It is a completely normal behavior for puppies to mouth and nip people as they’re growing. Puppies use their mouths to explore their environment and they are also teething! Like a baby, your pup’s gums get sore & irritated and she needs a variety of different types of surfaces/textures to satisfy the itching/soreness/burning of her teeth cutting through. As puppy parents, the goal is to help her through this stage of her life while also steering her away from some very bad habits!
Tips for When Your Pup Puts Her Mouth on You:
Always be armed with something – a rope toy or stuffed toy that you can offer her to chew on instead of you. If you anticipate her starting to mouth, use the toy to redirect her before she does it! If she does put her teeth on you, disappear for a second and when you return start your interaction with the toy so she has an appropriate item to mouth. You can also use the toy as a distraction and use your empty hand to pet her while she plays. This can satisfy her need to chew and get attention at the same time.
If your puppy starts to mouth you when you reach down to pet her, pull both hands away as you stand back up. Take a step back if your puppy tries to jump at you or nip at your legs. As soon your puppy has four paws on the floor and is not touching you, reach down again to pet. Repeat this process several times to teach the puppy that using her mouth makes the attention go away.
If your puppy continues to nip at you after several repetitions of removing your hands and you can’t redirect her to a toy – quickly go into another room and shut the door. Just leave her behind you for a few seconds and then return. Or hop over the baby gate or out of the ex pen. The goal is for her to learn when her teeth touch you, you go away!
Things to Avoid!
If she’s nipping or mouthing to get attention the most important thing is that she does NOT get attention for it. Don’t squeal, yell, yelp, squirt her with water, force her mouth shut, stick your fingers down her throat, pinch her lip or any of the other things you might read about on the internet. These are the wrong thing to do and can cause serious behavioral consequences. Why?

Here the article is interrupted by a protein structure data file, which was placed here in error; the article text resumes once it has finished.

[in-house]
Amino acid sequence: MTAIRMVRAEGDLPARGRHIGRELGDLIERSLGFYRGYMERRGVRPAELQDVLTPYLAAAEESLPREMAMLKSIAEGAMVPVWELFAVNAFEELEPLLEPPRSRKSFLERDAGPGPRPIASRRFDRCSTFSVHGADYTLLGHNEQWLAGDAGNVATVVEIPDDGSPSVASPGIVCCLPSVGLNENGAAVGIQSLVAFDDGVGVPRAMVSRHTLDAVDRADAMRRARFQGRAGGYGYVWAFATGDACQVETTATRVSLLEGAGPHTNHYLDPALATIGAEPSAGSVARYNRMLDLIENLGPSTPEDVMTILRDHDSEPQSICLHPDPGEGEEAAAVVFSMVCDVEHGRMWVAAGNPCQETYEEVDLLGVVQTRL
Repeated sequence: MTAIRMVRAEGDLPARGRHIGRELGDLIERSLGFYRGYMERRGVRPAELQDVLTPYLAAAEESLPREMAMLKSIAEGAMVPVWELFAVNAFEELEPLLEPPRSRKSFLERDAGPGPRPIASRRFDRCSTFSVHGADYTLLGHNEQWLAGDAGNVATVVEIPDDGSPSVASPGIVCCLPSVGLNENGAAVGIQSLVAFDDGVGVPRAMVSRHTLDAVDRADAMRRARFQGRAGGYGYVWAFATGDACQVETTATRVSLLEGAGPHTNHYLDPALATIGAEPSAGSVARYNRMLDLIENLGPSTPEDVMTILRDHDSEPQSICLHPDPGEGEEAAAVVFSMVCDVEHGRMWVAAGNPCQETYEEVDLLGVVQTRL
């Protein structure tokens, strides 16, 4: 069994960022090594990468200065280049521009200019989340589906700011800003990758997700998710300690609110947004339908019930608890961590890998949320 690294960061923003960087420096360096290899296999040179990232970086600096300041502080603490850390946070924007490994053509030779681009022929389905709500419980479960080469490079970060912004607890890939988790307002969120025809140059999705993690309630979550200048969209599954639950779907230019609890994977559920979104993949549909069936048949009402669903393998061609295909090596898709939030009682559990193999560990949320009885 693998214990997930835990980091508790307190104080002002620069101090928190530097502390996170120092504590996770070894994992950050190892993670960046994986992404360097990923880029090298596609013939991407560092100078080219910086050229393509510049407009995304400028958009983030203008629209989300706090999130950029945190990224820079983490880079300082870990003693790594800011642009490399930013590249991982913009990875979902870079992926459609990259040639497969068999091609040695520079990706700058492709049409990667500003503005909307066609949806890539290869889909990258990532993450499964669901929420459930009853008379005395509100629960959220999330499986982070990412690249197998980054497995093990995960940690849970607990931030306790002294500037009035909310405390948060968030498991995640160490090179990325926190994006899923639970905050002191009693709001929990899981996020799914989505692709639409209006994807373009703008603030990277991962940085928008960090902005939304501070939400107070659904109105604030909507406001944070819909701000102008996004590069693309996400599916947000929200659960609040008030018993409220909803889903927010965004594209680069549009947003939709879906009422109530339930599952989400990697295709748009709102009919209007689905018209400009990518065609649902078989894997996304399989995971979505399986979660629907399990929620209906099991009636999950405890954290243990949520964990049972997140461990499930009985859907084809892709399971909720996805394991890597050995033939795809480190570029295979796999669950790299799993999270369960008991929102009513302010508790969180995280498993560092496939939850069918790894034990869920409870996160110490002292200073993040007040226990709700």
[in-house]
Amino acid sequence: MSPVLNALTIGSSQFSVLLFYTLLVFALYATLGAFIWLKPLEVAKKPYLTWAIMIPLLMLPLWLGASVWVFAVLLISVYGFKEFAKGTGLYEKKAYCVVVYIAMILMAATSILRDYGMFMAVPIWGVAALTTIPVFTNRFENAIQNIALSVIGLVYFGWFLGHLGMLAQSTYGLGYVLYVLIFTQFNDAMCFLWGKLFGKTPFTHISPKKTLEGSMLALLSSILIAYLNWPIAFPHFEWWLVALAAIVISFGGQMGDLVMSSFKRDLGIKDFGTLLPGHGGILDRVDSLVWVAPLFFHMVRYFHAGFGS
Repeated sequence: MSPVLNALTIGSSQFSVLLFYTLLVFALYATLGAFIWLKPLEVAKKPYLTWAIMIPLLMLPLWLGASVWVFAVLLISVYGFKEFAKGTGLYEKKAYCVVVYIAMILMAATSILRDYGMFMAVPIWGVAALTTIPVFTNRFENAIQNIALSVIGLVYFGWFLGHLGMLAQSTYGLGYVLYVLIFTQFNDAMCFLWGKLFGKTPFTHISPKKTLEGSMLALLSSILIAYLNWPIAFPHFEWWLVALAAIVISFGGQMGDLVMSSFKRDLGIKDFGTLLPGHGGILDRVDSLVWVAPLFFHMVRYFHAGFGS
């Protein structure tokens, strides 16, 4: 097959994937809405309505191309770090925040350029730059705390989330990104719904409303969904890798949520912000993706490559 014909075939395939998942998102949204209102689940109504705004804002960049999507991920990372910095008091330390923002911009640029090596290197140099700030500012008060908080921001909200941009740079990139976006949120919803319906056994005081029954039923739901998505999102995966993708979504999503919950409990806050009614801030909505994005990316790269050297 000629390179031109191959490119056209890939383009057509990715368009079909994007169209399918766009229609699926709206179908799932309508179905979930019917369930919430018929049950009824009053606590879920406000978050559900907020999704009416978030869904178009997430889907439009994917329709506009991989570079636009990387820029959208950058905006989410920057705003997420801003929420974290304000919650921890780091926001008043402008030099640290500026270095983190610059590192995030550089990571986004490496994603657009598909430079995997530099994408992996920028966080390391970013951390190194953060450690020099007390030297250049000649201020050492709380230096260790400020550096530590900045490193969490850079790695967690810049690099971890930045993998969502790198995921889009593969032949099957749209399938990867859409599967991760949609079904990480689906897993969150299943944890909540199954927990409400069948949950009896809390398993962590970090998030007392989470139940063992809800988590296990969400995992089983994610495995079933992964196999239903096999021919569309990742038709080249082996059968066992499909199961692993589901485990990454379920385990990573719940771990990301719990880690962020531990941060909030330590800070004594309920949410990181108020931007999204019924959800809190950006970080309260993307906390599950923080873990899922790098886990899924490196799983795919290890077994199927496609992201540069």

- Because she might be frightened as a result – see Note at the end
- Because she might be over-aroused as a result and actually start to bite more
- Because she might take no notice whatsoever
You might get away with those methods and see a decrease in the behavior but the risk is high and there are many more effective, humane, and behaviorally-sound approaches.
How to keep your puppy from mouthing inappropriately:
At the specific times when you know she’s going to be at her worst, be prepared with stuffed Kong toys or other toys or keep her on a leash attached to her harness.
Use baby gates and ex-pens to create divisions between you & the puppy when needed. If you have young children, put a baby gate across the entrance to their play area if possible. You can put the puppy in an exercise pen with lots of toys and chews that she can mouth instead. You can also sit on the other side of the gate and put your fingers through the gate just far enough that she can touch them but not bite them. Reward her for touching your hand but not mouthing it.
Teach her to “touch” – this gives her the opportunity to be rewarded frequently for gently touching hands when she’s asked (or you can use a closed fist if she tends to go after your fingers while you’re trying to teach this). – We’ll go over “touch” in class!
Having taught her “touch” (or “sit” or “down” or “fetch the ball” etc.) you can ask her to do a bunch of repetitions of a desired behavior – she can’t nip/mouth at the same time as gently nose targeting your hand. If she’s sitting, she’s not biting you – if you stay a little distance away of course! This way she gets rewarded for doing what she’s asked instead of being punished for the unwanted behavior.
If she gets something in her mouth that you don’t want her to have, trade her with a treat or some other toy. Once she’s shown she wants the treat or toy, toss it away from her so she has to leave the other item and you can retrieve it. If it’s in the house, you can also just quickly call her name and run in the opposite direction. Dogs are very curious and she’s more than likely to follow you and drop the other item because you’re not chasing her for it.
Get children to tuck their pant legs inside their socks and double knot shoelaces during this period!
Safe play for children and puppies (adults too!): Get a fleece-braided toy that is at least 6 feet long. Longer the better. Then the children can run around holding one end and if the puppy starts to head towards their hands, they just drop that end and run and grab the other end and start the game over again. Wears out puppies and children!
The point of all this is to REWARD her for NOT biting and make sure she’s getting plenty of things to chew on that she needs.
Remember – The recipe for aggression is “Fear Plus Frustration”. If you do things to your dog that frighten her she could become afraid of you AND very frustrated because she won’t understand why you are loving and fun one minute and frightening and intimidating the next. This makes for a potentially aggressive dog.